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Figure 3: (a and b) Three weeks after treatment - Mitochondrial fusion protein 1-positive cells scattered expressed in the ganglion cell layer and the bipolar cell layer of the control eyes, while many positive cells appeared in the rod-cone cell, the bipolar cell and ganglion cell layer in the lens-induced eyes

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  Discussion Top


To the best of our knowledge, this is the first study that describes the MFN1 gene expression and myopia. In a previous British study, [15] five single nucleotide polymorphism (SNP) loci around the MFN1 gene were found strongly associated with myopia (including high, medium, and low myopia). Especially, the SNP locus of rs6794192 and rs7618348 showed lower P values. In our recent study, [14] we genotyped rs3976523 which was linked with rs6794192 (r2 = 0.942) in the myopia population, and no correlation was found between rs3976523 and myopia. For rs7618348, we found that the P values in the allele difference between controls and myopia patients were more than 0.05. However, we also genotyped another two other loci in the MFN1 gene (rs6762399 and rs13098637) in our previous study. [14] Interestingly, we found that rs13098637 locus located in an intron at the center of the MFN1 gene was significantly correlated to myopia.

Although human studies have revealed MFN1 as a candidate gene of myopia, the relationship between the MFN1 expression and myopia has not been investigated. In this study, we further investigated the expression of MFN1 in the retina, so as to get a better understanding about its possible involvement in the occurrence or development in the mammalian myopia.

Guinea pig is a kind of mammals, the eyeball structure is similar to the human's, and myopia animal model of guinea pig has successfully been established. [16] All guinea pigs were raised with a monocular −7.00D lens, and the fellow eye was untreated and served as the self-control group. During the 1 st week, both axial length (0.04 mm in the control eyes and 0.11 mm in the experimental eyes) and refraction data changed in both groups (0.25D in the control eyes and 0.43D in the experimental eyes), but the refraction data did not show any statistically significant difference (P = 0.388) whereas the axial length showed a statistically significant difference (P = 0.008). The axial length in the lens-induced eyes increased rapidly when compared to control group, owing to the minus lens intervention. The refraction data are the combined effect of axial length and the refractive components of the eye, but we suspect that the refractive components did not change to compensate for the axial length change during the 1 st week in this research. This could be the reason for the refraction data did not show a significant difference between the two groups during the 1 st week while the axial length showed a significant difference. Over the time of intervention, about 2 weeks later, the refraction data and axial length were both significantly different between the two groups. Three weeks after the intervention, the lens-induced eyes became more myopic, and the mean refraction was −1.78D in LIM eyes whereas it was +1.05D in control eyes, which indicated that myopia animal model had been successfully established by a −7.00D minus lens.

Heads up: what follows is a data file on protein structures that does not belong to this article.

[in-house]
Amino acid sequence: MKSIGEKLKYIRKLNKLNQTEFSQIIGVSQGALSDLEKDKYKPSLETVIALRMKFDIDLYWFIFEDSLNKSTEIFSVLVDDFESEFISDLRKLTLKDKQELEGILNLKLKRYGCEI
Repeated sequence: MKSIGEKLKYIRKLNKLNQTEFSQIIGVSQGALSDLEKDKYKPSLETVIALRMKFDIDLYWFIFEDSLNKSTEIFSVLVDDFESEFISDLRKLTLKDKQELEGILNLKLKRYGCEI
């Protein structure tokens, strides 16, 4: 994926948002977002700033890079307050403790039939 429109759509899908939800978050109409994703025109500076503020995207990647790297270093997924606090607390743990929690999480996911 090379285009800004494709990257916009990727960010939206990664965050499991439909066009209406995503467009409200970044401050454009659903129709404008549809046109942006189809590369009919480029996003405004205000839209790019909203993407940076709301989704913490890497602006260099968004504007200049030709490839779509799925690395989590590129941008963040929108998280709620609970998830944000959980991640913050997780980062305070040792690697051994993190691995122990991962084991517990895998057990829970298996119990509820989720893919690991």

In the current study, MFN1-positive cells could be observed in the retina of both eyes. In the LIM eyes, the immunopositive cells were staining deeper and more positive cells could be observed while MFN1-positive cells only scattered expressed in the ganglion cell layer of the control eyes. In addition, in the LIM eyes, 1 week after minus lens intervention, we could find that MFN1 expression positive cells mainly located in the ganglion cell layer, with the intervention time extension, more and more positive cells occurred in the bipolar cell layer and the cone-rod cell layer, especially in the cone-rod cell layer, abundant-positive cells could be seen and the dyeing color was very deep. However, these phenomena could not be found in the control eyes. These results indicated that MFN1 overexpression in the retina of the experimental eyes might be associated with the development of LIM. From both the MFN1 expression results and refraction data, we also speculated that minus lens intervention may interrupt the emmetropization in experimental eyes of animals and also the physiological control of gene expression. However, the specific mechanism was not clear. At present, the investigation of MFN1 expression in the retina had not been extensively studied; in addition, the sample size in this experiment was a little small, and so this investigation could only be looked as a preliminary exploratory research. Unfortunately, in the present study, only according to the images, we only could qualitatively describe this interesting phenomenon on MFN1 expression. Hence, MFN1 expression in the retina should be quantitatively studied and analyzed in future research.


  Conclusion Top


We found some rough alterations of MFN1 expression in the LIM eyes of the guinea pigs. By combining our previous study which found that rs13098637 locus within the MFN1 gene was related to myopia, we speculated that MFN1 genetic variants might be likely to influence the development of myopia and that the relationship between myopia and MFN1 should be worthy of further investigation.

Financial support and sponsorship

This study was supported by the National Nature Science Foundation of China (81341105) and by the research funds from the Health Department of Sichuan Province (120442).

Conflicts of interest

There are no conflicts of interest.

 
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    Figures

  [Figure 1], [Figure 2], [Figure 3]
 
 
    Tables

  [Table 1], [Table 2], [Table 3], [Table 4]